A Critique of the Gun Rights Movement
On March 14, Firmin DeBrabander delivered a guest lecture entitled, “Do Guns Make Us Free? A Christian Critique of the Gun Movement.” In response to the gun rights movement that has driven the United States into achieving the highest rate of private gun ownership in the world today, DeBrabander argued that our freedom is greatly hindered by this armed society.
Discussing its threat to the very basis of civil society, he noted how the recent legislative efforts of campus carry, permitless carry, and Stand Your Ground laws are a dangerous invasion of the public sphere that undermines member discourse and democracy at large. Transitioning into the Catholic church’s teaching of the social good, DeBrabander closed with a call for faith believers to turn back the radical agenda of the NRA that impairs us as individuals, as human beings, and as God’s creation.
Throughout the lecture DeBrabander offers key insights, stating:
“Among the industrialized nations, the United States has by far the highest gun fatality rate. No industrialized nation has close to the number of mass shootings that we do. This gun violence epidemic is a uniquely American problem for a society not officially at war.
What is going on here? Why does the U.S. defy the trend seen in other industrialized democracies and expand gun rights with each mass shooting? Why do we tolerate this obscene death toll and widespread misery? Why is the NRA’s radical agenda ascendant?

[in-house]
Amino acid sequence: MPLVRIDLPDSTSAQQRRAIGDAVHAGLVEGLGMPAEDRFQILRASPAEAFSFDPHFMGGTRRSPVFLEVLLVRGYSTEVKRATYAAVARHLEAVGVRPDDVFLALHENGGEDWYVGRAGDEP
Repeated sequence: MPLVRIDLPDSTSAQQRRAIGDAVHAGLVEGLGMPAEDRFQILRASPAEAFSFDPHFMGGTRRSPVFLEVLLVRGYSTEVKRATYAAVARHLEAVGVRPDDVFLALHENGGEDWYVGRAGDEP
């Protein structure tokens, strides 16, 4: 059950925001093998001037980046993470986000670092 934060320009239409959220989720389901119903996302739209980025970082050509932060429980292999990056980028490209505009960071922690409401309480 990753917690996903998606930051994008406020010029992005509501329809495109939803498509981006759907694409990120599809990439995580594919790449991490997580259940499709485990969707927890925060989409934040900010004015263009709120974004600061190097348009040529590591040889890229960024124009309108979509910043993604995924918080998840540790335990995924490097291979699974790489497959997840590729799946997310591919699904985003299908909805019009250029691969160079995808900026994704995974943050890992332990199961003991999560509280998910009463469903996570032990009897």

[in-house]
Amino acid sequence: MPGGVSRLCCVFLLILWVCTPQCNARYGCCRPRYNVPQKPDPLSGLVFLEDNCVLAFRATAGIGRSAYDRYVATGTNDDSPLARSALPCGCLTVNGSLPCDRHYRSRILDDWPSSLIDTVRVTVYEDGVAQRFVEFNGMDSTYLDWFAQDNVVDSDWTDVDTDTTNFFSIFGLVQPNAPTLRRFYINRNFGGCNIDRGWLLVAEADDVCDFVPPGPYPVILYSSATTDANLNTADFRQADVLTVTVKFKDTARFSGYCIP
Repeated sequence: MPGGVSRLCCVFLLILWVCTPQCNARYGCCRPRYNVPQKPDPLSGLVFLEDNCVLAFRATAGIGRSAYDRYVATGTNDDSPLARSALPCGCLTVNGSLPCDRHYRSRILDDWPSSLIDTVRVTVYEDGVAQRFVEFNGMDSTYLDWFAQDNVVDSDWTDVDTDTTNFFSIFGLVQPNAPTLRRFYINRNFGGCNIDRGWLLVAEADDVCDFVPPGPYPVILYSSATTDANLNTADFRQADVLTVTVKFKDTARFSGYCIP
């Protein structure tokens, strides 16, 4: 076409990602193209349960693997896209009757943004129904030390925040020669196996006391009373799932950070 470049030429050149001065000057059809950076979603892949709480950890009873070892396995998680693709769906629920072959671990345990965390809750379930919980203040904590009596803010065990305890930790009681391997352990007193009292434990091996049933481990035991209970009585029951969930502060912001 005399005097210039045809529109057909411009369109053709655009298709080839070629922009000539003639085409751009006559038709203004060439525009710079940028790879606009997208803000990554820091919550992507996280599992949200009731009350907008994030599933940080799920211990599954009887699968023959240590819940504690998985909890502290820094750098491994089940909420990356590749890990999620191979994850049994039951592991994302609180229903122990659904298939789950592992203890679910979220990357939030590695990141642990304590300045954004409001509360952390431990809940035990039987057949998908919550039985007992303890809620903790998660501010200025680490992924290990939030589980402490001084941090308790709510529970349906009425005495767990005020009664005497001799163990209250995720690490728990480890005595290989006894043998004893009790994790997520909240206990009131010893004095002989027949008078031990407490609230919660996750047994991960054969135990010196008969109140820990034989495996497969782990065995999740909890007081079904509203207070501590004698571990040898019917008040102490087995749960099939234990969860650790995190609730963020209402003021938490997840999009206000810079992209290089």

Taken together, this radical agenda is nothing less than an experiment in radical gun rights that we the American people are subjected to. It’s an experiment in gun rights such as the nation has never experienced or undergone… I think we are at a point where faith-based communities, and Christian communities in particular, can provide a powerful push for gun control.”
To listen to the full lecture, visit its resource page here.
Firmin DeBrabander is professor of philosophy at the Maryland Institute College of Art in Baltimore. He completed his graduate studies at the Katholieke Universities Leuven in Belgium, and at Emory University in Atlanta. His publications include Spinoza and the Stoics (Continuum Press, 2007) and Do Guns Make us Free? (Yale University Press, 2015). He has written articles on social and political commentary (notably on the gun debate) in a variety of national publications, including The Baltimore Sun, The New York Times, the Washington Post, the Atlantic, the New Republic and Salon.